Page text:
More shopping, less stress: FREE SHIPPING + RETURNS on U.S. orders over $50
Denim Care

Denim was invented by mistake. Weavers in France were trying to replicate a famous corduroy from Italy and failed. The weavers were from Nimes; hence it was fabric de Nimes or denim. Denim was brought to America in 1851. A tailor used this fabric to make work clothing for men working in the gold rush. He added metal rivets to the pockets to prevent tearing. From this, jeans were born. They were intended for farmers and men who needed durable, long-lasting clothing.

Several factors boosted denim’s popularity and widespread use. Many Hollywood westerns featured denim-clad heroes. Plus, James Dean wore denim in Rebel Without A Cause. Jeans were banned from restaurants and schools, which only increased their “coolness” factor. They also symbolized freedom from conformation. By the late 1960s and 1970s, denim was a part of American life.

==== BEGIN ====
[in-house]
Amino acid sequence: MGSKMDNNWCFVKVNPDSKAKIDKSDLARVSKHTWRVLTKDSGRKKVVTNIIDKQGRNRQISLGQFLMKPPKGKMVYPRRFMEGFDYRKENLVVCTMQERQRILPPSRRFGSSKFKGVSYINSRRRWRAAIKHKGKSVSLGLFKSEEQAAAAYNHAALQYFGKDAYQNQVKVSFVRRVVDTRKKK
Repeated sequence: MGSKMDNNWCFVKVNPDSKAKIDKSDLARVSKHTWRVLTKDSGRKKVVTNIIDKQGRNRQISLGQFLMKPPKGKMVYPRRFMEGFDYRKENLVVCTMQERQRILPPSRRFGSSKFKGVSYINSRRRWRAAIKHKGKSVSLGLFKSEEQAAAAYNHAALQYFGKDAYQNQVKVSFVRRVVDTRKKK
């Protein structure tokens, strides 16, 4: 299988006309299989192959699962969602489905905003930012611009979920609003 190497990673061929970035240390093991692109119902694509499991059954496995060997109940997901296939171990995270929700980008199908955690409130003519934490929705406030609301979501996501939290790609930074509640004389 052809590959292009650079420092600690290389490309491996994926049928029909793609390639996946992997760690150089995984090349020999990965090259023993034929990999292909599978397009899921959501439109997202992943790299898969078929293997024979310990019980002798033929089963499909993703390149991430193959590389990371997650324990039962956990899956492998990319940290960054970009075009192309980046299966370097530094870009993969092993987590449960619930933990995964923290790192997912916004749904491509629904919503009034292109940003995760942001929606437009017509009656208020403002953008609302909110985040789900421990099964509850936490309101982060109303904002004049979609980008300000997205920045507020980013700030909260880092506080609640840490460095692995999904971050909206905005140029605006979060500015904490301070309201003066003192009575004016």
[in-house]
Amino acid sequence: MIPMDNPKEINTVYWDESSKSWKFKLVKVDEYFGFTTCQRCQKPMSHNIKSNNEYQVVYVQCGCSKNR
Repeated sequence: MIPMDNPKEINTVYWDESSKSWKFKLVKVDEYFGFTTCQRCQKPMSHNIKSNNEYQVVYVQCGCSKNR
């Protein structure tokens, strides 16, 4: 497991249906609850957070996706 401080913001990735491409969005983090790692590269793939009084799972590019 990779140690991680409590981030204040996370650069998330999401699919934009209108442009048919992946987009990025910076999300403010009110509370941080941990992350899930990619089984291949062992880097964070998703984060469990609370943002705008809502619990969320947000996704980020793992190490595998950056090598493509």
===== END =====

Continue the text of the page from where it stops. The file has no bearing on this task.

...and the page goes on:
Virtually any clothing item can be made from denim. Popular items include shirts, jackets and, of course, jeans. They are now worn by virtually everyone, everywhere.

Raw Versus Washed Denim

Originally, jeans were 100 percent cotton and unsanforized. Meaning, that they were not preshrunk. They were also dyed with natural indigo. These jeans were stiff when new and were intended to shrink after the first wash. They are often referred to as raw denim. Raw denim won’t be damaged from washing. The dye, however, will be. People who wear raw denim want to create a unique look. The indigo fades along creases and folds, creating whiskering. Basically, you want contrast between dark indigo and lighter areas where the indigo has faded. These jeans are more expensive, more work and less common.